Well, it’s les vacances, and I’ve been secretly posting all week from Sofia, Bulgaria. (Actually, I wrote it all on Monday, and set it up to post throughout the week. How cool is that?) Nick’s had this guest post brewing for a little while now, and what better time to post about Mojitos than the hottest month of the year? So sit back, relax, and enjoy the dulcet tones of Nick’s prose.
There’s an herb guy at the Joinville market (Thursdays & Sundays, bring your elbows and wear closed-toed shoes). We’re sure he has a proper name, but we call him “the herb guy.” He runs his stand on a corner and is often only barely visible behind green mountains of fresh parsley, cilantro, and mint. On a recent (and finally sunny) trip to the market the waft of mint was irresistible. We had cilantro, rosemary, and parsley on the shopping list, so we decided to pick up some mint to go along for the ride. Two bunches in fact. Why the splurge? Because it looked fresh, smelled great, and the things are thirty cents a bunch. Treat yourself, right?
The other motivation for the mint was that I’ve had my eye some Cuban rum lately. This is one of those items you can find in France that you can’t find in the US. Cigars, too, but this is a food blog and I’ll stay on subject.
Rum comes from the Caribbean, and as an outsider it is interesting to note the origins of the rum imported into France. I will admit that, in general, rum is not high on my list of libations. However, in The States most rum I know of comes from Puerto Rico. In France one can find rum from the DOM-TOM’s Martinique and Guadeloupe as well as from Cuba. In other words, each country imports their rum from their respective Caribbean territories/departments, and then Cuba in the absence of any long-standing embargoes. As well, there are three to four different brands of Cuban rum at a given grocery store. So, political ramifications notwithstanding, we grabbed a mid-priced bottle of forbidden-fruit Havana Club añejo 3 años Cuban rum.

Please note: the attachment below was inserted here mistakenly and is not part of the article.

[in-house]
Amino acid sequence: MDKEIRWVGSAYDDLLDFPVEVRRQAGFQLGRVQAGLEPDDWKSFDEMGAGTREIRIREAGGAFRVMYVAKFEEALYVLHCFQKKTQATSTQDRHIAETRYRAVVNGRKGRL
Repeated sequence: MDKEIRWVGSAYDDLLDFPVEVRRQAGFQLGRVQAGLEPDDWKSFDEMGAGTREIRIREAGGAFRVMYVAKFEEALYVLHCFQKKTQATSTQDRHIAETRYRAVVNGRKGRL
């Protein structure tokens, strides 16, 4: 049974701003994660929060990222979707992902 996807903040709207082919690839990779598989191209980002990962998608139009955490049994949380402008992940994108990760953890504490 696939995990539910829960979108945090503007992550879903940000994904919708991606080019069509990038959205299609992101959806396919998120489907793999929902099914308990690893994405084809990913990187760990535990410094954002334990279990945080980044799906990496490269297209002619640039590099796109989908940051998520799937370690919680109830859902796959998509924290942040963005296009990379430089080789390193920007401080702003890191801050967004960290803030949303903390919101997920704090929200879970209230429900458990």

The rum itself was very good. The flavor was simply that of distilled, fermented sugar cane juice. A slightly warm punch at the beginning, certainly mellowed over those 3 años, with a residual sweetness you can only get from pure cane sugar. Really nice with a cube of ice, but it begs to be turned into a cocktail.
My food recipes are usually less than precise, and my drink recipes are even less exacting. So here goes: I took a chilled glass, added some sugar and juiced half a lime on top. I picked a bunch of mint leaves and put them on top of the sugar and lime juice, and muddled that with the back end of a wooden spoon (my muddler is in a box somewhere). I then added my desired amount of rum and a handful of ice, and topped it all of that off with some Perrier (it’s still France, and we’ve yet to find that art deco seltzer bottle at the flea market), stirring gently to maintain the fizz.
In a word, the Mojito with Cuban rum was great. Like a mint perfumed effervescent adult limeade. An incredibly refreshing treat on a hot day. We each had two.
Originally published on Croque-Camille.